"The meeting of the Easter Guild will be held this year at the residence of Mrs. Snograss," he sputtered. For a full minute silence [Pg 52] reigned—then came a clangor of tongues. "He is almost as red in the face as if he choked on the prune-pits in the Knickerbocker fruit-cake," some irreverent one whispered. It was said afterward that Mrs. Snograss had put a five-dollar bill in the mission-box as she left the choir-room that morning—a performance not without effect. A few parishioners were even heard to lament the fact that Dr. Slumnus's family was not of the same standing as his wife's. Miss Georgina declared privately to her sister that any one who went to the Snograss woman's should never darken the door of Goby House again. But when the [Pg 53] day preceding Easter came, and she heard from Julie of the delight the town was taking in the prospect of viewing the much-talked of Snograss interior, one venturesome housekeeper having even asserted that she intended going up to the chambers, Miss Georgina, wild with jealousy, decided to carry the war into the enemy's country.

As the night before that day of days died away and clarion cocks made the young dawn vocal, eager hands drew back the curtains of four-posters. Above the green-gray of spring-time streets and lanes, the sentinel tree-tops pointed to the translucent blue of a smiling [Pg 54] sky. "Day's fair and all's well!" bawled the watch as they blew out their smoking lights. Voices cracked and rusted by sleep echoed the cry in the depths of soft, chintz-bound coverlets. "My best ferrandine coat," mumbled Miss Georgina to herself, in her delight over a pleasing picture of her entrance into the Snograss parlor. She let the bolster slip to the floor and precipitated her head against the carved laurel leaves of the top-board, all unconsciously. Bright [Pg 55] were the visions of cherished falafals and gewgaws that came to the members of the Easter Guild as they parted company with Morpheus.

Mrs. Rumbell, looking from a casement in the rectory, felt the sweetness of the season fall upon her. That patch of fresh sky, suggestive of new life and a swift-footed [Pg 56] May, was more to her than a volley of sermons. The snow still lay on hill and heath. Father Winter, neglectful of one of his worlds, was sporting among the northern mountains. Oh, the peace of it! Why should she care if the wealthy Mrs. Snograss had come to York with her Trenton innovations? All her past grievances were forgotten. In her blissful state she felt she could even go the length of sewing whalebone in her second-best silk skirt to conform to the ridiculous fashion of stiffened skirts, introduced by that lady. Everything was changing! What could she, frail and old, gain by wrestling with the times? [Pg 57] Across the way, torn landscape shades blinded the windows of Johnstone House. Roberta was dead and her home awaited a new tenant. Beyond lay the Bowling Green, the background of her long life—witness to all the parts the stage-master, Fate, had dealt out to her. Joys and sorrows marked its worn paths. The city of her golden time was fading away. No halloos of eager huntsmen, ushering in Aurora, greeted her ears as of yore. Only a stray thrush, mistaking the season, trilled liquid notes to his lost mates on a hemlock by her chamber.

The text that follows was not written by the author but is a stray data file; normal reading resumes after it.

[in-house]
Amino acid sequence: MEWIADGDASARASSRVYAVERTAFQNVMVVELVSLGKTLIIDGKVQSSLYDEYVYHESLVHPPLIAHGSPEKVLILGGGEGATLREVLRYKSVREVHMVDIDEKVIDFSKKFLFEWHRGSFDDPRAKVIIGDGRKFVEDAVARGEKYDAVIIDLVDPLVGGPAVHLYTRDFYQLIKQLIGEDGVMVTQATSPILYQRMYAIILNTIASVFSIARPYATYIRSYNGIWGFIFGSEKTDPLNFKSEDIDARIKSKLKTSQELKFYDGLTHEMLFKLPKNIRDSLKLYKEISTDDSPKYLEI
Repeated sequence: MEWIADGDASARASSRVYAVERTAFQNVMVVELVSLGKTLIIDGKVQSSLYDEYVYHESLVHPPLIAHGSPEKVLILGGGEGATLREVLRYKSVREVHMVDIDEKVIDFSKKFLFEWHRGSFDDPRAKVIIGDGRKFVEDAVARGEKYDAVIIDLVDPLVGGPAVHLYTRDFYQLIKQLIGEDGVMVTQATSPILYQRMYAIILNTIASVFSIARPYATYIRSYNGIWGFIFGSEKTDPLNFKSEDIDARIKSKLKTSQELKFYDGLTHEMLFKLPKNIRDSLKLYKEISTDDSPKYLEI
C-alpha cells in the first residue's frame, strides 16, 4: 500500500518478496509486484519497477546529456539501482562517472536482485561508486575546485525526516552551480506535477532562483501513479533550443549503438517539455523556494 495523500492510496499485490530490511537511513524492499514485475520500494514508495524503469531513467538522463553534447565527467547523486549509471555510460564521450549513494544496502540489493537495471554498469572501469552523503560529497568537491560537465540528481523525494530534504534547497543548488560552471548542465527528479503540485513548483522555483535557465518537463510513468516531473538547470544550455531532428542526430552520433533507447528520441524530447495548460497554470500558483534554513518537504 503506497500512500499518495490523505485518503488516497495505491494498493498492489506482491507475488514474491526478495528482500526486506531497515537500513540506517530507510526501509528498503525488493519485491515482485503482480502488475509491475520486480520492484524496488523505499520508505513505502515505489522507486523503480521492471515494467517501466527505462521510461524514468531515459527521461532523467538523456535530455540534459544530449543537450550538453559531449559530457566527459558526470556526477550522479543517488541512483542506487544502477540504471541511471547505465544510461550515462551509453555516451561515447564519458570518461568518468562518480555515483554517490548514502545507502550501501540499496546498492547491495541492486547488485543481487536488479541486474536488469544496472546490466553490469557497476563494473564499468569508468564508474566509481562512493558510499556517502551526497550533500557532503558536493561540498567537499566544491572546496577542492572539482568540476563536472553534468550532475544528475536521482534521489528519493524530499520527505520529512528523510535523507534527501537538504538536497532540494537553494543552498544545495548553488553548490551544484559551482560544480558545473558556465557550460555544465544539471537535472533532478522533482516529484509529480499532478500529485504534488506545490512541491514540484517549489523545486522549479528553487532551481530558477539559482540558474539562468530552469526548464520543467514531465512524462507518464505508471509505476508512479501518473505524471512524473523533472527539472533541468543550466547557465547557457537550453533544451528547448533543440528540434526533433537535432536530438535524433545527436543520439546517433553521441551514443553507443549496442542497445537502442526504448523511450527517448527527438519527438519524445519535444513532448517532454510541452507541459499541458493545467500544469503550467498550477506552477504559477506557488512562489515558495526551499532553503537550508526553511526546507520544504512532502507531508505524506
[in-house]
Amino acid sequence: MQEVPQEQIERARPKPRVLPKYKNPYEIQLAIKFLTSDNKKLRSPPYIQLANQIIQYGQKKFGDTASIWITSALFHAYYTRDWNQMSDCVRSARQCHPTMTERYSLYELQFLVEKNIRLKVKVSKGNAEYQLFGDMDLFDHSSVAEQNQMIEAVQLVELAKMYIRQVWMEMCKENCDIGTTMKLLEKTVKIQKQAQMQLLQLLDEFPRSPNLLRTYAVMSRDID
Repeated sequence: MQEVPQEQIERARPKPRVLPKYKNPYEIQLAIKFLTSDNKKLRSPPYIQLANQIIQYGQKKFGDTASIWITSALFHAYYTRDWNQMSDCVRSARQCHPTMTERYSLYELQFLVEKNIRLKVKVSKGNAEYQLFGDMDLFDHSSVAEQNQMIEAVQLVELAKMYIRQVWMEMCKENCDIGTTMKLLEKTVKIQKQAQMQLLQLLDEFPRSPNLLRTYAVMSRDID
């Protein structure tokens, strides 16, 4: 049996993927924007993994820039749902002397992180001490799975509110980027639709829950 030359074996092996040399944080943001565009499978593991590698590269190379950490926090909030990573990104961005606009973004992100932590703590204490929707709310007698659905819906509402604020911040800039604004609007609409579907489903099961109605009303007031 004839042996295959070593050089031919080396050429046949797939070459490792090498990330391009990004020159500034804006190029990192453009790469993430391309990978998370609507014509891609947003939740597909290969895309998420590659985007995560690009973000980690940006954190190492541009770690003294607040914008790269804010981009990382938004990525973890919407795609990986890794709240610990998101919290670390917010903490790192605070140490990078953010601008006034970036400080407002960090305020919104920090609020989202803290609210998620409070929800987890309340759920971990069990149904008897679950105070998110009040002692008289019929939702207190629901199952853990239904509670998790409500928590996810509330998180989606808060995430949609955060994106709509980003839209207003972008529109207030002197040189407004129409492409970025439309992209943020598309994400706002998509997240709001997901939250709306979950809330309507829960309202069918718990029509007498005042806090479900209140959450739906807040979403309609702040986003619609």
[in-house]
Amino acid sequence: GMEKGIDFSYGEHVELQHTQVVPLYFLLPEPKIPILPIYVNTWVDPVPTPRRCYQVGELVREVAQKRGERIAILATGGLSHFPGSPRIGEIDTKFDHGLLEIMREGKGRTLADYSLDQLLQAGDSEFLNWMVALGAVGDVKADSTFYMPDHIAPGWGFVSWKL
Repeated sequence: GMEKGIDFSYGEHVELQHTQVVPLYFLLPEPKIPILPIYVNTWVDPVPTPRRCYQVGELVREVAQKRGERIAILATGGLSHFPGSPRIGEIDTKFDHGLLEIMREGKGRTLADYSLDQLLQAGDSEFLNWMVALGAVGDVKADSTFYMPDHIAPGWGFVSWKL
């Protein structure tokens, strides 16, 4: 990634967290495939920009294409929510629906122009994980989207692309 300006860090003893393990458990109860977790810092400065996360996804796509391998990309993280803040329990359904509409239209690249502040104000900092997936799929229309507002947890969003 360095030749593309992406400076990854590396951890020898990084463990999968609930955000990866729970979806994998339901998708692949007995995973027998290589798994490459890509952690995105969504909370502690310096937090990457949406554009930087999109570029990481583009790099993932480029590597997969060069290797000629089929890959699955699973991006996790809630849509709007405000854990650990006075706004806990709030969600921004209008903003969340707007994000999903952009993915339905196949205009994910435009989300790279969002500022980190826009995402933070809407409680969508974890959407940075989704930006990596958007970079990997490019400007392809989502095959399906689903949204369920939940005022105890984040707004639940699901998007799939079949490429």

Soon the daylight's eyes were wide open, and the door-knockers, [Pg 58] across the church-yard, began to glow like miniature suns. Festivals and holidays always brought the housekeepers of York to market, followed by their faithful blacks carrying little wicker baskets. They tripped first to Mrs. Sykes's booth, where one could find all the season's delicacies; then to the wintergreen-berry man, and on through the circle of venders. The mystical joy of Eastertide that flooded the heart of Mrs. Rumbell in the dawn swept through the concourse at the market. The perfume of the southern lilies, the merry cries of hucksters, and the shrill calls of gutter-waifs as they tugged at the [Pg 59] skirts of Cock-a-nee-nae Bess were all permeated with it.

The prattling groups about Mrs. Sykes ofttimes broke away to take sly looks across the green at the distant Broadway. "Will she come?" "Shall we extend our hands to her, or just curtesy?" These and many like questions went for naught that morning. The blinds of Snograss house were parted; a turbaned negress came out and washed the entry. Once the opening of a door thrilled the curious dames. But the newcomer was waiting to enjoy her full triumph in the afternoon.

No one looked toward the house on Vesey Street. The Knickerbockers [Pg 60] never frequented the market—Jonathan Knickerbocker forbade his family's participation in such vulgar customs.

Georgina did not descend to her sitting-room in as pleasant a humor as was to have been expected from her waking contemplations. She jangled her keys so ominously as she strutted through the halls and pantries that Julie was afraid to venture out. On the day before Easter the little woman was in the habit of stealing away to a by-lane near the market. From a discreet distance she directed her purchases. Children would run for her oranges, the cock-a-nee-nae necessary to her happiness, the boxes of Poppleton [Pg 61] sweets and foreign nuts. When they were very swift she would reward them with as much as a dime apiece, so great was the delight she felt in providing a secret store of goodies.